David Goss started to drink alcohol when he was 13 years old, believing it was harmless weekend mischief.
But it was the start of a slippery slope of addiction that led the Dorchester native also to use marijuana, prescription drugs, cocaine, and eventually opioids to mask his insecurity.
Goss grew isolated from his family. For decades, he faced a vicious cycle of incarceration and homelessness. Scouring Massachusetts Avenue for drugs felt like the only way to cope.
But after years of bouncing in and out of hospitals and care facilities, Goss, now 45, found community and received proper treatment at The Dimock Center in Roxbury.
“I learned [at The Dimock Center] that I matter and I’m important, and I can do whatever I put my mind to,” Goss said. “That’s the path to empowerment.”
Goss celebrated 14 months of sobriety on Wednesday. He said he feels equipped to pursue a career in carpentry and coin grading, and hopes to move into his own apartment within the next 90 days.
The Dimock Center is investing $1 million in federal funding to launch Boston’s first clinical stabilization program for men. Currently, the city doesn’t offer clinical stabilization programs focused on men, said Dr. Charles Anderson, president and CEO of the center. The new program will annually provide more than 1,000 patients with “14 to 28 days of intensive treatment following inpatient detox and preceding longer-term residential recovery,” according to a statement from the center.
The investment will allow Dimock to support patients from detoxification, to clinical stabilization, to residential recovery, helping more men with substance use disorder forge their own success stories.
Representative Ayanna Pressley, who represents Massachusetts’s 7th District and who advocated for the program for nearly a year, celebrated the funding during a roundtable with Dimock leadership, staff, and patients on Wednesday. Pressley said creating the resources for men to achieve sobriety is deeply personal.
“Growing up, my father, Martin, was absent during my formative years due to the fact that his ... addiction to opioids was criminalized rather than being met with compassion and trauma-informed care,” said Pressley. “I am so thrilled to deliver this critical investment to the Dimock Center so that they can expand their substance use treatment and facilities and help men like my father get the resources and care they need to get back on their feet.”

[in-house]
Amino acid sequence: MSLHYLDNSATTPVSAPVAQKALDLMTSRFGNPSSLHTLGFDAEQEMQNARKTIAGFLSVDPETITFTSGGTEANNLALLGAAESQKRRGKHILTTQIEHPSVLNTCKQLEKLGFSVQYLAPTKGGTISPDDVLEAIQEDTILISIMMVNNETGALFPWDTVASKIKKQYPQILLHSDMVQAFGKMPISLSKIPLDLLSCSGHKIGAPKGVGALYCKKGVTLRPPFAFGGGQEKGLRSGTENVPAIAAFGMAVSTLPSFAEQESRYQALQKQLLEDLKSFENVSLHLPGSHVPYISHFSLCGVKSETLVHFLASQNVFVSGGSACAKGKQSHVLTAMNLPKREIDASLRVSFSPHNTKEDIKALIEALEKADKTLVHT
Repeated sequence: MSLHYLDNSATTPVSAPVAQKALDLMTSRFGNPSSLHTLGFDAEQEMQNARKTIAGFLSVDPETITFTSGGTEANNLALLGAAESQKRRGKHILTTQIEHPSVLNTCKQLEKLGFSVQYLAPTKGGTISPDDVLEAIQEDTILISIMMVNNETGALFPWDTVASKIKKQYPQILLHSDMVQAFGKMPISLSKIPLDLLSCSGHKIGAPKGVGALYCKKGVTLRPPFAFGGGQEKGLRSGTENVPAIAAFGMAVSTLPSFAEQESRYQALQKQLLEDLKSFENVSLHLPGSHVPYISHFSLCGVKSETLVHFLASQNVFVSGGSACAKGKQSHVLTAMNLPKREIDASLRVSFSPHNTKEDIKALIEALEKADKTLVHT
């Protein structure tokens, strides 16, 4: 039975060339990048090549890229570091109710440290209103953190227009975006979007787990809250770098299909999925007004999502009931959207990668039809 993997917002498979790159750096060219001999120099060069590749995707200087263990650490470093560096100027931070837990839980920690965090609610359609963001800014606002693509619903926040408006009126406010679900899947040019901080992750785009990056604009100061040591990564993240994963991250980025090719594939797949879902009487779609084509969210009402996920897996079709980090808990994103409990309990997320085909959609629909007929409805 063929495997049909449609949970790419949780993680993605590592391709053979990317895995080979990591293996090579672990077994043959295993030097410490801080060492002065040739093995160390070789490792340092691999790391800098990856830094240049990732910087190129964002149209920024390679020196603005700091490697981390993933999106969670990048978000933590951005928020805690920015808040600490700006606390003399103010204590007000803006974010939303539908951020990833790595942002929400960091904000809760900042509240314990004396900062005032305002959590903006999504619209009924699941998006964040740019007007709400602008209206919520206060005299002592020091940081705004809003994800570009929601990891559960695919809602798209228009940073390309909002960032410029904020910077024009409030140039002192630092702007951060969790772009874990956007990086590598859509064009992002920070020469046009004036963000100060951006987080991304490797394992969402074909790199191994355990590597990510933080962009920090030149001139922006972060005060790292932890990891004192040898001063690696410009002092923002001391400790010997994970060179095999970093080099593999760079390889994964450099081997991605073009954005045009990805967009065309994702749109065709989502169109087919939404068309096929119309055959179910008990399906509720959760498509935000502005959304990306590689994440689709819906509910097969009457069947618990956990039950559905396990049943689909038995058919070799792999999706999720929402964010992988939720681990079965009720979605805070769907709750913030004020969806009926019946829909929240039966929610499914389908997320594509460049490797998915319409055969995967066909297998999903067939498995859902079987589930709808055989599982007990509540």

Because of a lack of clinical resources, Anderson said many men with substance use disorder have to travel out of the city for further treatment, putting them at a higher risk of a relapse.
Gross said having to leave the familiar surroundings in the city he calls home played a part in his relapses.
“It’s part of the addiction, I guess you want to be where you’re comfortable,” Goss said.
But the new investment allows The Dimock Center to offer clinical stabilization services on its campus, ensuring that patients won’t have to go far for the next step in their recovery.
“It’s this opportunity for us to really restore hope,” Anderson said.
With the new program, Pressley said she hopes Dimock, which already offers “culturally competent, trauma-informed, and gender-specific” services, will serve as an example to other treatment facilities in Greater Boston.
“The wealth of our nation is the health of our people,” she said. “And this is the type of investment needed to support the health, wellbeing, and livelihoods of folks in Boston and beyond.”